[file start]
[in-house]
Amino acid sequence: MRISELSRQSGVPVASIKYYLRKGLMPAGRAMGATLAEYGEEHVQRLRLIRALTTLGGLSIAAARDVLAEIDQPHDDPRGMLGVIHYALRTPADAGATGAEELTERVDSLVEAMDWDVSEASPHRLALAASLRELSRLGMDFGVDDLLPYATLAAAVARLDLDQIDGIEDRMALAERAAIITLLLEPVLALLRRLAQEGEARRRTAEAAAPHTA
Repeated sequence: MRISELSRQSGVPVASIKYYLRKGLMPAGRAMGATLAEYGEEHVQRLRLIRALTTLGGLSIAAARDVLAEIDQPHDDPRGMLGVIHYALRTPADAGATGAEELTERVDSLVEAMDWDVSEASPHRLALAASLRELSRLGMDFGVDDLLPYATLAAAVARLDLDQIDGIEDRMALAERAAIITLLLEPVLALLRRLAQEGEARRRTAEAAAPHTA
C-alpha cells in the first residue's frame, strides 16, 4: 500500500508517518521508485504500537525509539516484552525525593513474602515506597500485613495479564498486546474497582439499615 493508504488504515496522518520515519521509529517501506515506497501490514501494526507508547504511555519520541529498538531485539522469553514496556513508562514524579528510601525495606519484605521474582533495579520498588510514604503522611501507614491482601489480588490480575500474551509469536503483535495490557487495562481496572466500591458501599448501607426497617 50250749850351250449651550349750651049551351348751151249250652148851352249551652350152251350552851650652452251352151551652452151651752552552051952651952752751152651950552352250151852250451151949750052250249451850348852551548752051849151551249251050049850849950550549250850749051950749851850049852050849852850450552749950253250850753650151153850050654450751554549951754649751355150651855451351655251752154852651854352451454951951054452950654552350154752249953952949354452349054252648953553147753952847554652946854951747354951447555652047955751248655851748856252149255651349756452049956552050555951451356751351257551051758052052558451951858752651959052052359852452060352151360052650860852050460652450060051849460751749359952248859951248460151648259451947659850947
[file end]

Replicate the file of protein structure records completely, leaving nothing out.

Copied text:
[in-house]
Amino acid sequence: MRISELSRQSGVPVASIKYYLRKGLMPAGRAMGATLAEYGEEHVQRLRLIRALTTLGGLSIAAARDVLAEIDQPHDDPRGMLGVIHYALRTPADAGATGAEELTERVDSLVEAMDWDVSEASPHRLALAASLRELSRLGMDFGVDDLLPYATLAAAVARLDLDQIDGIEDRMALAERAAIITLLLEPVLALLRRLAQEGEARRRTAEAAAPHTA
Repeated sequence: MRISELSRQSGVPVASIKYYLRKGLMPAGRAMGATLAEYGEEHVQRLRLIRALTTLGGLSIAAARDVLAEIDQPHDDPRGMLGVIHYALRTPADAGATGAEELTERVDSLVEAMDWDVSEASPHRLALAASLRELSRLGMDFGVDDLLPYATLAAAVARLDLDQIDGIEDRMALAERAAIITLLLEPVLALLRRLAQEGEARRRTAEAAAPHTA
C-alpha cells in the first residue's frame, strides 16, 4: 500500500508517518521508485504500537525509539516484552525525593513474602515506597500485613495479564498486546474497582439499615 493508504488504515496522518520515519521509529517501506515506497501490514501494526507508547504511555519520541529498538531485539522469553514496556513508562514524579528510601525495606519484605521474582533495579520498588510514604503522611501507614491482601489480588490480575500474551509469536503483535495490557487495562481496572466500591458501599448501607426497617 50250749850351250449651550349750651049551351348751151249250652148851352249551652350152251350552851650652452251352151551652452151651752552552051952651952752751152651950552352250151852250451151949750052250249451850348852551548752051849151551249251050049850849950550549250850749051950749851850049852050849852850450552749950253250850753650151153850050654450751554549951754649751355150651855451351655251752154852651854352451454951951054452950654552350154752249953952949354452349054252648953553147753952847554652946854951747354951447555652047955751248655851748856252149255651349756452049956552050555951451356751351257551051758052052558451951858752651959052052359852452060352151360052650860852050460652450060051849460751749359952248859951248460151648259451947659850947